The tiny, humble golden linseed is a fantastic form of insoluble fibre; linseed or flaxseed is often also taken in supplement form, but it can be most useful added to foods as a ready supply of soluble fibre in the form of lignans, particularly effective at cholesterol regulation and hormone balance. Lignans also help to prevent gallstone formation and keep our channels of cholesterol elimination via the liver, gallbladder and bowel free from obstruction, as they bind to the bile acids to remove them, taking along the cholesterol in the bile too.
Linseed should be ground as it is almost impossible to digest the seed pods and added to cereals or smoothies, but it should be kept cool and dark to avoid damage, as the essential oils (both 3 and 6) are vulnerable to heat and light damage. Perhaps most usefully though, linseed can be soaked overnight with a little water, which opens up the tough kernels and forms a mucilage from the types of soluble fibres inside called polymucosaccharides. When drunk or added to porridge, berries, cereal or yoghurt (or just knocked back with the water) this coats the gastro-intestinal tract and works to regulate both constipation or diarrhoea by drawing water into the stool or the bowel as needed. It also helps digestion by healing the gut wall and promoting the all important mucosal lining, the microfilm of the gut, our first line of immune defence and vital in reducing the incidence of food intolerances that can lead to constipation and cholesterol build-up. Drink the water too for extra lignan benefits!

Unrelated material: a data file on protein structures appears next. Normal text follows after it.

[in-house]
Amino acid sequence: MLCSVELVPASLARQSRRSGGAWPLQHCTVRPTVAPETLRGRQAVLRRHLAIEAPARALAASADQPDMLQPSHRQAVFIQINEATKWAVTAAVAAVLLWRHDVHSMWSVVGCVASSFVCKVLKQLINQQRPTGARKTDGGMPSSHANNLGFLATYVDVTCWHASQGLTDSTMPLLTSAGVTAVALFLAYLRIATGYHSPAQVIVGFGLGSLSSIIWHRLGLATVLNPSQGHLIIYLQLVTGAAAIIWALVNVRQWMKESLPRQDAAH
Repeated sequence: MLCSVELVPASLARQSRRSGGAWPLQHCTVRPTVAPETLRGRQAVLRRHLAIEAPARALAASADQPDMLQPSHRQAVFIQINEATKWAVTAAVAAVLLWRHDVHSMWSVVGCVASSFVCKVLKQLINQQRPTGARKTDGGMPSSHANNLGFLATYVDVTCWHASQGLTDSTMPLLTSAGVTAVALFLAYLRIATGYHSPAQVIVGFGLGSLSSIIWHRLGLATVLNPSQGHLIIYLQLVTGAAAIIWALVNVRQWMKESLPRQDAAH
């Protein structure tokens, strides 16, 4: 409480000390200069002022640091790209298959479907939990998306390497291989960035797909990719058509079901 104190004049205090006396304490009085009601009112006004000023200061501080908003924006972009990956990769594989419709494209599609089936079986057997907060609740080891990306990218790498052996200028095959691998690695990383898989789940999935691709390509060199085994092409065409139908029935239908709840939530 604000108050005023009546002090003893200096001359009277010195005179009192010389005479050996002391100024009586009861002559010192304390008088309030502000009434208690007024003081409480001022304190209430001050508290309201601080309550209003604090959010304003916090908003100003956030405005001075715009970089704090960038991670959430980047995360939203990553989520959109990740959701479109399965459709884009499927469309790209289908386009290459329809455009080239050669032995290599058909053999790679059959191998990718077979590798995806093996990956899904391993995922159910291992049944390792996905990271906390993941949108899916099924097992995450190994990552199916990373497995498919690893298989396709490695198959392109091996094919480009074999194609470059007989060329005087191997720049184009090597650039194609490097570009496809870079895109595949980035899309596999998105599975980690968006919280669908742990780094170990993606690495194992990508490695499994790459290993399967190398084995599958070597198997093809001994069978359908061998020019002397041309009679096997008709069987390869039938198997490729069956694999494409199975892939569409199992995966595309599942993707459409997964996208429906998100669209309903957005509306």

This medicinal way of using linseed may still seem more like eating, but linseed can also be used to great effect on the outside of your body. In Ayurvedic medicine, a hot poultice of linseed oil is used to treat eczema and other skin complaints. For topical use, choose organic, cold-pressed linseed oil; many varieties are roasted, which damages the sensitive essential fats, omega 3 and 6 oils in the seeds.
After dry brushing for extra elimination, you can rub linseed oil into your entire body before your bath or shower. As a regular relaxation and detoxification exercise you can also lie down (or even meditate) for 20 minutes to allow it to soak in. When you get in bath or shower the hot water will then drive the oil into your body tissues as it attempts to escape from the water. Linseed is also a great carrier for essential oils, so adding those like rosemary, cyprus, lemon and lavender is ideal for cellulite, scar prevention, stretch marks and circulation problems such as thread veins.
As an alternative, you can rub in linseed with or without essential oils after bath or shower. Do this whilst you are still warm and wet and the oil should be absorbed very quickly. Just don’t use too much; in Ayurvedic medicine, 1 tablespoon is deemed enough for the whole body – you need to get proficient in speedy coverage techniques!